BOSTON — The Pittsburgh Penguins’ lineup won’t change simply because they’ll be playing outside.
The rules of the game remain the same, regardless of whether it’s been played indoors or outdoors.
Get past a handful of such unwavering truths, however, and almost everything has the potential to be different in an outdoors game like the one the Penguins and Boston Bruins will play at Fenway Park shortly after 2 p.m. Monday.
Some changes are guaranteed, like how outdoors games invariably are contested before many more fans than there would be at an indoors venue, and how the crowd is much farther from the playing surface than usual.
However, the most important — and volatile — variable is weather, as the Penguins have discovered while competing in five outdoors games since the NHL introduced its Winter Classic in 2008, when the Penguins and Buffalo Sabres met at Ralph Wilson Stadium n Orchard Park, N.Y.
Much of that game was contested in a heavy snow — turns out it does snow in Buffalo every now and then — as was the Penguins’ “Stadium Series” matchup with Chicago at Soldier Field in 2014.
If it snows hard enough, the puck doesn’t slide well and even players’ ability to see what’s going on around them can be impeded.
Not surprisingly, then, hockey historians aren’t inclined to include the Penguins’ 2-1 shootout victory over Buffalo, when Sidney Crosby scored the deciding goal, or their 5-1 loss to the Blackhawks on any list of the sport’s greatest games.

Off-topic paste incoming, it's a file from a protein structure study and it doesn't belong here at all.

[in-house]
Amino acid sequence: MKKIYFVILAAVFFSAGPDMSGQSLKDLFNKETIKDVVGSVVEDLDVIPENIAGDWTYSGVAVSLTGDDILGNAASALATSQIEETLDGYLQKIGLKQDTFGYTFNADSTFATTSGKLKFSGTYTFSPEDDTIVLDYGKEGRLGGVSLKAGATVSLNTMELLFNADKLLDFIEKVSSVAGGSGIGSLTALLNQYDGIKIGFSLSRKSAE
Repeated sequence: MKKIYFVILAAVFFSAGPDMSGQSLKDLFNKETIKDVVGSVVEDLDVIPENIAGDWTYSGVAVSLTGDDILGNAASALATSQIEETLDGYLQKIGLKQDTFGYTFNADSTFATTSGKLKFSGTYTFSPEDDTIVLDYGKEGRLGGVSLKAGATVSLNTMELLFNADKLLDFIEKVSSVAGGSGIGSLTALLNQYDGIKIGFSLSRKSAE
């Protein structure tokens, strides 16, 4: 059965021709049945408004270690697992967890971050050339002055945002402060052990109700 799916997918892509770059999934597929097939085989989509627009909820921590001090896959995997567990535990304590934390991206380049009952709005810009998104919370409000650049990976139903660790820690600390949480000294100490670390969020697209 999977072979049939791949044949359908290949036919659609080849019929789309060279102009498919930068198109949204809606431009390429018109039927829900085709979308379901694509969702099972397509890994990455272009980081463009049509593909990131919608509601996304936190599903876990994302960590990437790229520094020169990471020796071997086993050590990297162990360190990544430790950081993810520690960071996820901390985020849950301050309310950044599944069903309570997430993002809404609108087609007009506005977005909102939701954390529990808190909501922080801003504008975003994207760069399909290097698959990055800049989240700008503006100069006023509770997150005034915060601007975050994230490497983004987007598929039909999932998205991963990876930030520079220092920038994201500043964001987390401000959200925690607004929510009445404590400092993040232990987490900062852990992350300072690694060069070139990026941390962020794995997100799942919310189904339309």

Still, at least a few players wouldn’t object if some flakes fall during the game against the Bruins.
“I wouldn’t mind snow,” defenseman Jan Rutta said. “That would be pretty cool.”
Perhaps, but it’s unlikely he’ll get his wish Monday.
Current forecasts call for an afternoon high in the low 50s, with partly cloudy conditions and only a slight chance of precipitation.
Pittsburgh Penguins players — at least the ones who were around for their 3-1 Winter Classic defeat by Washington at Heinz Field in 2011 and/or their 4-3 overtime loss at Philadelphia’s Citizens Bank Park in 2019 — surely are happy about that, because rain seems to be a consensus choice for the worst possible development at an outdoors game.
As was evident during that game against the Capitals — the start of which was pushed back from afternoon to evening because of heavy downpours in Western Pennsylvania — rain impedes puck movement even more than snow.
“If it rains, it puddles, and the puck wouldn’t move,” winger Danton Heinen said. “Rain would be the worst.”
Standing water routinely does more to break up offensive rushes than even the opponent’s most accomplished defenders do, effectively neutralizing the most gifted — and entertaining — players in the game.
Rickard Rakell likened playing in the rain to not waiting for the ice at an indoor rink to set up after it has been resurfaced.
“If you go on the ice too soon after the Zamboni is done, the puck just sticks to the ice,” he said. “That’s the worst feeling, having to look down at the puck the whole time to make sure you still have it.”